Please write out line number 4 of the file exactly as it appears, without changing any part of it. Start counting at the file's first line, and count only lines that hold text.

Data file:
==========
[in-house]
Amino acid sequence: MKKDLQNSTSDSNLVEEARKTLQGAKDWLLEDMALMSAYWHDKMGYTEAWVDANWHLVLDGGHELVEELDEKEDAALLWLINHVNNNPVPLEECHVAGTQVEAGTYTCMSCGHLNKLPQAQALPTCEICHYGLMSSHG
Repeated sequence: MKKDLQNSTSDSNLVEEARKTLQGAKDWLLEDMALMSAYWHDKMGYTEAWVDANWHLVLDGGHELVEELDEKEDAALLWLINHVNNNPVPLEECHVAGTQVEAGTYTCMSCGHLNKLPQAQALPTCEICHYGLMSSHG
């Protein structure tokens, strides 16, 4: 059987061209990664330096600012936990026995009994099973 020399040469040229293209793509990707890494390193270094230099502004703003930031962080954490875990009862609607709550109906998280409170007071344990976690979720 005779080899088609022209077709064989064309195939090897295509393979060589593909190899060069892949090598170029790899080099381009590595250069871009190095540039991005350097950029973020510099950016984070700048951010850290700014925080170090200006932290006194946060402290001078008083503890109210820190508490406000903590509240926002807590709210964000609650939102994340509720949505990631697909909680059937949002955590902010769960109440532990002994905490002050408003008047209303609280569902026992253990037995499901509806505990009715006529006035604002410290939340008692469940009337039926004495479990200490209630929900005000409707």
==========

């Protein structure tokens, strides 16, 4: 059987061209990664330096600012936990026995009994099973 020399040469040229293209793509990707890494390193270094230099502004703003930031962080954490875990009862609607709550109906998280409170007071344990976690979720 005779080899088609022209077709064989064309195939090897295509393979060589593909190899060069892949090598170029790899080099381009590595250069871009190095540039991005350097950029973020510099950016984070700048951010850290700014925080170090200006932290006194946060402290001078008083503890109210820190508490406000903590509240926002807590709210964000609650939102994340509720949505990631697909909680059937949002955590902010769960109440532990002994905490002050408003008047209303609280569902026992253990037995499901509806505990009715006529006035604002410290939340008692469940009337039926004495479990200490209630929900005000409707």